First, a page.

SAN FRANCISCO, March 10 (Reuters) - A U.S. appeals court ruling that significantly boosted gay rights will stand, as a pharmaceutical company involved in the case said on Monday that it would not appeal.
Earlier this year the 9th U.S. Circuit Court of Appeals in San Francisco found that a gay man was improperly excluded from jury service because of his sexual orientation, and ordered a new trial for GlaxoSmithKline Plc against AbbVie, an Abbott Laboratories spinoff.
The ruling heightened constitutional protections that judges in several Western states must now consider when evaluating laws that curtail gay rights. Last month, Nevada’s attorney general said she would no longer defend that state’s gay marriage ban in court, citing the changed legal landscape resulting from the Glaxo decision.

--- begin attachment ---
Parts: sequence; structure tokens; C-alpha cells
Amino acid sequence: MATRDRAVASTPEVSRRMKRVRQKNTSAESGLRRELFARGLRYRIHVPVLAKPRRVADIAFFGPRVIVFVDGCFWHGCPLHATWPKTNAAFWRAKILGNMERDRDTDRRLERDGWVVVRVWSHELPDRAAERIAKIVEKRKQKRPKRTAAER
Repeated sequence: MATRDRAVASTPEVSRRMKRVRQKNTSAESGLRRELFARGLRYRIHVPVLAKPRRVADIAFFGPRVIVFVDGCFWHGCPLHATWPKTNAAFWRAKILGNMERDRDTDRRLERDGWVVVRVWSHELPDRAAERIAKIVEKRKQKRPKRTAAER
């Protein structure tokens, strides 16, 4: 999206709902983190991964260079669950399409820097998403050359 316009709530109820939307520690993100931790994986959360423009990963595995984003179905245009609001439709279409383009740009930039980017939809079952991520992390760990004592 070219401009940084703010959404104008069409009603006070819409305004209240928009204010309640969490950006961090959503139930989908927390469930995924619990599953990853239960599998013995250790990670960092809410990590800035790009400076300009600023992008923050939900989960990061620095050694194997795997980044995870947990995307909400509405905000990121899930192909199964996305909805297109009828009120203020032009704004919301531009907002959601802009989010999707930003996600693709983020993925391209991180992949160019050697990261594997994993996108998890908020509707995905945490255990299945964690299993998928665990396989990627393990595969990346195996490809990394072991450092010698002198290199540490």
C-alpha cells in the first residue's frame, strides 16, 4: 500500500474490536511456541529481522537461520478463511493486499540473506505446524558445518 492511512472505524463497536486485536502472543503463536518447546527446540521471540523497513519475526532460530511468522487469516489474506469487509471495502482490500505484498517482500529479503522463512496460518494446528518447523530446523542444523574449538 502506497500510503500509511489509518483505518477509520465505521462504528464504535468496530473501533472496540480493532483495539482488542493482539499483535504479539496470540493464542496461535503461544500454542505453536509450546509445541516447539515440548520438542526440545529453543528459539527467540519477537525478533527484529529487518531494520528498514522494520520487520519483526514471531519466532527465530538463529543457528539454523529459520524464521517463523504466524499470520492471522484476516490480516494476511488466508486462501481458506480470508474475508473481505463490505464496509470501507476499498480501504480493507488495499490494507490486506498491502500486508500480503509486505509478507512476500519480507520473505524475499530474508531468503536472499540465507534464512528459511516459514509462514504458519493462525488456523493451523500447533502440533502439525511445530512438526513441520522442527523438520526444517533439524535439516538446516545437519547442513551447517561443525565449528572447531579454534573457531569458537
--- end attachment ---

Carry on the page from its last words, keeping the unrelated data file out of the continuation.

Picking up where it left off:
The deadline for AbbVie to seek 9th Circuit reconsideration passed last week, and an AbbVie representative on Monday said the company would not appeal the decision to the U.S. Supreme Court.
The case involved Abbott’s pricing of HIV medications, a contentious issue in the gay community. Glaxo accused Abbott of improperly increasing the price of one drug, Norvir, to help it preserve sales growth of one of its other HIV blockbusters, Kaletra.
Norvir plays a key role in AIDS-fighting cocktails because it can boost the effectiveness of other drugs. Glaxo accused Abbott of raising Norvir’s price by 400 percent in 2003, as part of an effort to harm competitors whose drugs were dependent on being used in combination with Norvir.
Glaxo had sought $571 million, but after a four-week trial came away with only a $3.5 million jury award.
The case in the 9th Circuit is Smithkline Beecham Corp dba GlaxoSmithKline vs. Abbott Laboratories, 11-17357.